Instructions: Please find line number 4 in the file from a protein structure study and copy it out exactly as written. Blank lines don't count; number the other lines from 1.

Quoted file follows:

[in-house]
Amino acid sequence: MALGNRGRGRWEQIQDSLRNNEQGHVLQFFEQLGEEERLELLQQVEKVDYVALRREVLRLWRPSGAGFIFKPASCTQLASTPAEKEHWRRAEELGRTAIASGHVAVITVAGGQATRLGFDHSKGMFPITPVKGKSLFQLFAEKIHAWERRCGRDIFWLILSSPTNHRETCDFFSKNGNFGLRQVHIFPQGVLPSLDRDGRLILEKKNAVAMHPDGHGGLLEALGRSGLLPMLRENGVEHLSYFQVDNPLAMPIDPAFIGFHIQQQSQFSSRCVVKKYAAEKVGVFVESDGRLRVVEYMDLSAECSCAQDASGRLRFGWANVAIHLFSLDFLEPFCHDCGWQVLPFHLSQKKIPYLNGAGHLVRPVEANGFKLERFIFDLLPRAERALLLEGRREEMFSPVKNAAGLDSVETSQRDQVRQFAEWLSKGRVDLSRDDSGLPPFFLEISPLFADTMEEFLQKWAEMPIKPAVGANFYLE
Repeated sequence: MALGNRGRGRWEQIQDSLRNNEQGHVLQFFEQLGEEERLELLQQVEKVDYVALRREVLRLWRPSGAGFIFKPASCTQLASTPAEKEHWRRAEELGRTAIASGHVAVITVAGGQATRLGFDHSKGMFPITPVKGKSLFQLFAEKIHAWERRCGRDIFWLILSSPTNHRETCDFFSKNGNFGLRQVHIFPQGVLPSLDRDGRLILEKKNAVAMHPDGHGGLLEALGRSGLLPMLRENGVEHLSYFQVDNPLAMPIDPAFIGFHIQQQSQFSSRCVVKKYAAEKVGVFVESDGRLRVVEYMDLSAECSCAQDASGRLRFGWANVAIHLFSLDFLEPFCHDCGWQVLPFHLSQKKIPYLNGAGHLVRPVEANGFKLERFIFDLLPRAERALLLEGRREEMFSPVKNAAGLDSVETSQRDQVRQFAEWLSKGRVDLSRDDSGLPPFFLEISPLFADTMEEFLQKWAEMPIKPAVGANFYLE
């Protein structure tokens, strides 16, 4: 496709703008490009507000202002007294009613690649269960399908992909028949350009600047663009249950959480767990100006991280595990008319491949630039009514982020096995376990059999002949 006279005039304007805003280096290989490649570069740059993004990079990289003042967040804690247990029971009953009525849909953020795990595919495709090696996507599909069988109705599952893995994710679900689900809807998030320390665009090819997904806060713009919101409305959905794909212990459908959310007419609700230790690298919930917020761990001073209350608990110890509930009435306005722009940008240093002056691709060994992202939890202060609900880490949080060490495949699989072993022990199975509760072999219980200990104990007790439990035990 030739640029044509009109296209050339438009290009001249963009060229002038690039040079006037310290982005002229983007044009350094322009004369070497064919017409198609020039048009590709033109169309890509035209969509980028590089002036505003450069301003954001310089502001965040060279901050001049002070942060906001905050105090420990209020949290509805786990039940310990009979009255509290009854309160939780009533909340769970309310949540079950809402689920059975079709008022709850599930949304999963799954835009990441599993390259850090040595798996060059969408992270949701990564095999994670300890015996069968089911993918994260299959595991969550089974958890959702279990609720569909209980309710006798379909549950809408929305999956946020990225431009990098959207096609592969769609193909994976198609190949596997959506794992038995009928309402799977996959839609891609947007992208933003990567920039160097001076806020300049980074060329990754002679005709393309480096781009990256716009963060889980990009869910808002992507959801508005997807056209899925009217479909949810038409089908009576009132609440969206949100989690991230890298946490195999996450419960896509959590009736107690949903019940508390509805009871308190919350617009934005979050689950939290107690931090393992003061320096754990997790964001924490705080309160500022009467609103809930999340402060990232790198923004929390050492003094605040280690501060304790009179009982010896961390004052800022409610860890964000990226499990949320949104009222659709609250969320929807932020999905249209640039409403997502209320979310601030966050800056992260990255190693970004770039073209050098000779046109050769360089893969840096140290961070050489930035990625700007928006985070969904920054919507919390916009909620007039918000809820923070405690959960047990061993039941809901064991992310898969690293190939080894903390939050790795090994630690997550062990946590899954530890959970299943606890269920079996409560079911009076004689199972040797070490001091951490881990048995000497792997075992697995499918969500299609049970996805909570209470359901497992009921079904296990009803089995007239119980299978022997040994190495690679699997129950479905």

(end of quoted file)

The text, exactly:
């Protein structure tokens, strides 16, 4: 496709703008490009507000202002007294009613690649269960399908992909028949350009600047663009249950959480767990100006991280595990008319491949630039009514982020096995376990059999002949 006279005039304007805003280096290989490649570069740059993004990079990289003042967040804690247990029971009953009525849909953020795990595919495709090696996507599909069988109705599952893995994710679900689900809807998030320390665009090819997904806060713009919101409305959905794909212990459908959310007419609700230790690298919930917020761990001073209350608990110890509930009435306005722009940008240093002056691709060994992202939890202060609900880490949080060490495949699989072993022990199975509760072999219980200990104990007790439990035990 030739640029044509009109296209050339438009290009001249963009060229002038690039040079006037310290982005002229983007044009350094322009004369070497064919017409198609020039048009590709033109169309890509035209969509980028590089002036505003450069301003954001310089502001965040060279901050001049002070942060906001905050105090420990209020949290509805786990039940310990009979009255509290009854309160939780009533909340769970309310949540079950809402689920059975079709008022709850599930949304999963799954835009990441599993390259850090040595798996060059969408992270949701990564095999994670300890015996069968089911993918994260299959595991969550089974958890959702279990609720569909209980309710006798379909549950809408929305999956946020990225431009990098959207096609592969769609193909994976198609190949596997959506794992038995009928309402799977996959839609891609947007992208933003990567920039160097001076806020300049980074060329990754002679005709393309480096781009990256716009963060889980990009869910808002992507959801508005997807056209899925009217479909949810038409089908009576009132609440969206949100989690991230890298946490195999996450419960896509959590009736107690949903019940508390509805009871308190919350617009934005979050689950939290107690931090393992003061320096754990997790964001924490705080309160500022009467609103809930999340402060990232790198923004929390050492003094605040280690501060304790009179009982010896961390004052800022409610860890964000990226499990949320949104009222659709609250969320929807932020999905249209640039409403997502209320979310601030966050800056992260990255190693970004770039073209050098000779046109050769360089893969840096140290961070050489930035990625700007928006985070969904920054919507919390916009909620007039918000809820923070405690959960047990061993039941809901064991992310898969690293190939080894903390939050790795090994630690997550062990946590899954530890959970299943606890269920079996409560079911009076004689199972040797070490001091951490881990048995000497792997075992697995499918969500299609049970996805909570209470359901497992009921079904296990009803089995007239119980299978022997040994190495690679699997129950479905």